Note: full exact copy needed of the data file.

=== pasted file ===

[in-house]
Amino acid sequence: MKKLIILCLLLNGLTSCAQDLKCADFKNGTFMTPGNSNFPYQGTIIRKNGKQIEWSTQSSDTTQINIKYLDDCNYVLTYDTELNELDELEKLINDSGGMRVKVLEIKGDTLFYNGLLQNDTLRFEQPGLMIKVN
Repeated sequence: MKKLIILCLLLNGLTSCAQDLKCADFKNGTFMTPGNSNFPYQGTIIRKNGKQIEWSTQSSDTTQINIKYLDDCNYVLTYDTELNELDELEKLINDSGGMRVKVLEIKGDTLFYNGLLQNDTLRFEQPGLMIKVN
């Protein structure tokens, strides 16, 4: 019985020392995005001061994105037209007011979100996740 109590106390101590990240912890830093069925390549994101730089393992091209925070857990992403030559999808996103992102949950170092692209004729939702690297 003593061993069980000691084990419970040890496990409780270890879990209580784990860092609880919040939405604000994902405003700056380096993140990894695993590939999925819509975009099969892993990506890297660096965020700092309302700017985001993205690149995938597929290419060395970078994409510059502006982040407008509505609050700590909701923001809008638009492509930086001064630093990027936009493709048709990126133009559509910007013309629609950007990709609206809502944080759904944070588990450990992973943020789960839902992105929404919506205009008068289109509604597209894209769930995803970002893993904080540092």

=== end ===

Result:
[in-house]
Amino acid sequence: MKKLIILCLLLNGLTSCAQDLKCADFKNGTFMTPGNSNFPYQGTIIRKNGKQIEWSTQSSDTTQINIKYLDDCNYVLTYDTELNELDELEKLINDSGGMRVKVLEIKGDTLFYNGLLQNDTLRFEQPGLMIKVN
Repeated sequence: MKKLIILCLLLNGLTSCAQDLKCADFKNGTFMTPGNSNFPYQGTIIRKNGKQIEWSTQSSDTTQINIKYLDDCNYVLTYDTELNELDELEKLINDSGGMRVKVLEIKGDTLFYNGLLQNDTLRFEQPGLMIKVN
């Protein structure tokens, strides 16, 4: 019985020392995005001061994105037209007011979100996740 109590106390101590990240912890830093069925390549994101730089393992091209925070857990992403030559999808996103992102949950170092692209004729939702690297 003593061993069980000691084990419970040890496990409780270890879990209580784990860092609880919040939405604000994902405003700056380096993140990894695993590939999925819509975009099969892993990506890297660096965020700092309302700017985001993205690149995938597929290419060395970078994409510059502006982040407008509505609050700590909701923001809008638009492509930086001064630093990027936009493709048709990126133009559509910007013309629609950007990709609206809502944080759904944070588990450990992973943020789960839902992105929404919506205009008068289109509604597209894209769930995803970002893993904080540092």